MANDATORY ASSESSMENT ACTIVITIES GGBTS engages in regular assessment of its academic programs. Student participation is essential to this process through the following three activities. 1. ePortfolio Reflections - All degree-seeking students must reflect on the work completed as part of required courses by commenting upon the manner in which the course contributed to his/her growth in relation to five Essential Leadership Characteristics selected by the student and referenced in the syllabus under Course Learning Outcomes. These reflections must be recorded in the student's ePortfolio and a copy emailed to the professor no later than the last scheduled meeting of the class. 2. CoursEval Assessments – Each semester a link to a CoursEval survey for each course taken will appear in the student's MyGGBTS page. Students are required to complete this online evaluation of course/instructor no later than the last scheduled meeting of the class. A summary of results (without student ID) is released to the professor only after grades have been submitted for the course. 3. ePortfolio Artifacts – The syllabi of certain courses identify specific assignments which the student will both turn in to the professor for a grade AND attach to their ePortfolio as a "learning artifact." The institution reviews these artifacts as a way of judging the effectiveness of the Seminary's academic program. The review normally occurs after the student's graduation and without reference to student identity. Students are encouraged to remove title page or header/footer containing their name prior to attaching the artifact to their ePortfolio.
Seminary Policy on Academic Credit and Workload Expectations For each hour of academic credit granted for a GGBTS face-to-face, hybrid or online course, the Seminary assigns a workload of approximately 45 clock hours of academic learning activities per academic credit hour earned. Traditional in- class format normally apportions 15 hours of in-class instruction and 30 hours of instructional exercises to be completed outside of class meetings per credit hour granted. For androgogical reasons, individual courses may adjust the ratio of assignments inside and outside class meetings. REQUIRED ASSESSMENT MECHANISMS Course Artifact: Philosophy of Educational Leadership Students will develop an eight-to-ten page philosophy of educational leadership in the church. Their philosophy will integrate the theological, biblical, historical, philosophical, and sociological foundation s into a practical statement of the meaning and purpose of educational leadership in the church. The philosophy will also explore the student’s personal preparation for leadership of education in the Church through Bible study and church investment. Suggested Evaluation Rubric: Categories Biblical basis for their philosophy +15% Theological basis for their philosophy +15% Philosophy informed by historical background +15%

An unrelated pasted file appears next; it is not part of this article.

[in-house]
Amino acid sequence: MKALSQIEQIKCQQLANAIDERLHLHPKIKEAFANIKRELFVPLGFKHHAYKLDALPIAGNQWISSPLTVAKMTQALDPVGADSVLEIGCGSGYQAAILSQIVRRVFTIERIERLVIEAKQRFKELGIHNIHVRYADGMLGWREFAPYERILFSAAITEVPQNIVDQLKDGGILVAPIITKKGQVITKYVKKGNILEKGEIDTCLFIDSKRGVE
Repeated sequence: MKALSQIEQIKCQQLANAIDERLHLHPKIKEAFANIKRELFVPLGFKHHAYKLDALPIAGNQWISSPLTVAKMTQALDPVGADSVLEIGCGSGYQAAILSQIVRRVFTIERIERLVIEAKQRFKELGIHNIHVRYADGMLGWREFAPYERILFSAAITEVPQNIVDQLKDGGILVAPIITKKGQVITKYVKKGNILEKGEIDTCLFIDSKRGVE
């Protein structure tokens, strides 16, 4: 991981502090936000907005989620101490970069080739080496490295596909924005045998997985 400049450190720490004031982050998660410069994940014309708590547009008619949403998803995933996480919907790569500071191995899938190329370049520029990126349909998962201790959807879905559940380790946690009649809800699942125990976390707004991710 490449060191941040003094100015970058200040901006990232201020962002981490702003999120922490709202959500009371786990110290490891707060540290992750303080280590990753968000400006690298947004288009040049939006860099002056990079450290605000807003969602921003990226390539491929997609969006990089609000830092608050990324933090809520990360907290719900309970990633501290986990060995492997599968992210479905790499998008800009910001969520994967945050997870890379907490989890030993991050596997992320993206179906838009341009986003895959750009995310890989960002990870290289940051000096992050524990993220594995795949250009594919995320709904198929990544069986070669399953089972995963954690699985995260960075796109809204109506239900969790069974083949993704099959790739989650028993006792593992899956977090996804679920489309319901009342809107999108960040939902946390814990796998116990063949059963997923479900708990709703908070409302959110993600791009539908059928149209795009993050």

Meets Minimal Expectations
Far exceeds Expectation
Vague or inappropriate biblical concepts addressed Vague or inappropriate theological concepts addressed Vague or inappropriate application
One clearly articulated biblical concept
Two clearly articulated biblical concepts
Three or more clearly articulated biblical concepts
One clearly articulated theological concept One clearly articulated historical idea applied to contemporary Christian education Clear discussion of one philosophical approach to education applied to contemporary Christian education
Two clearly articulated theological concepts Two clearly articulated historical ideas applied to contemporary Christian education Clear discussion of two philosophical approaches to education applied to contemporary Christian education